By: Simone Tagliapietra, Guntram B. Wolff and Georg Zachmann Topic: Global economy and trade Date: May 9, 2022
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Opinion

A tariff on imports of fossil fuel from Russia

A tariff on imports of Russian fossil fuels would allow Europe to hit Russia's energy sector without great suffering.

By: Guntram B. Wolff and Georg Zachmann Topic: Global economy and trade Date: May 2, 2022
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External Publication

How to weaken Russian oil and gas strength

Letter published in Science.

By: Ricardo Hausmann, Agata Łoskot-Strachota, Axel Ockenfels, Ulrich Schetter, Simone Tagliapietra, Guntram B. Wolff and Georg Zachmann Topic: Global economy and trade Date: May 2, 2022
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Opinion

A phase out of Russian oil may be less effective than a tariff at reducing Putin’s rents

A punitive tariff on all energy imports from Russia would be a better choice than a gradually phased-in embargo on selected fuels.

By: Simone Tagliapietra, Guntram B. Wolff and Georg Zachmann Topic: Global economy and trade Date: May 2, 2022
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Blog Post

How a European Union tariff on Russian oil can be designed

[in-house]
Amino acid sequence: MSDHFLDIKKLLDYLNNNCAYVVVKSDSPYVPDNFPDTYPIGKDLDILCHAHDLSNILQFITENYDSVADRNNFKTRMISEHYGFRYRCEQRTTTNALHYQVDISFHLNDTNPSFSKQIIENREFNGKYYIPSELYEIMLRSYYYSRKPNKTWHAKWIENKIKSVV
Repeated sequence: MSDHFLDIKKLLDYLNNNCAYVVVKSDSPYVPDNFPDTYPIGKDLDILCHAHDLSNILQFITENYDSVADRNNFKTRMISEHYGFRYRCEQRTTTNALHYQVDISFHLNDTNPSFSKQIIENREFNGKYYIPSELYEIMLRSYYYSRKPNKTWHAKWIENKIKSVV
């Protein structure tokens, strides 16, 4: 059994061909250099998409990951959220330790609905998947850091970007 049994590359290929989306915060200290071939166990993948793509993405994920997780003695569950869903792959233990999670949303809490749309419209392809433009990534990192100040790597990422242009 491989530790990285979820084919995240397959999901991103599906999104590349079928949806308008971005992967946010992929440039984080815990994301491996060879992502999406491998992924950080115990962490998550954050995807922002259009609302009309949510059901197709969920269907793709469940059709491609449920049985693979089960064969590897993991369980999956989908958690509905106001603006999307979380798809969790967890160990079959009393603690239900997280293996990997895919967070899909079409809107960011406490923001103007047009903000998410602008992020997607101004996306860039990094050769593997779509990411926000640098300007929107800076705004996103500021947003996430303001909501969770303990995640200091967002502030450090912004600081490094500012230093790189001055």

The European Union should apply a tariff on imports of Russian oil; it can be accompanied by a quota for a gradual, conditional phase-out of all Russian oil imports.

By: David Kleimann, Ben McWilliams and Georg Zachmann Topic: Global economy and trade, Green economy Date: April 29, 2022
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Opinion

EU risks letting Putin’s gas divide-and-rule strategy win

The 2 May meeting of EU energy ministers should deliver strong and common EU action. Failing to do so would undermine Europe’s unity, energy security and foreign policy.

By: Agata Łoskot-Strachota, Simone Tagliapietra and Georg Zachmann Topic: Global economy and trade, Green economy Date: April 29, 2022
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Opinion

Europe must get serious about cutting oil and gas use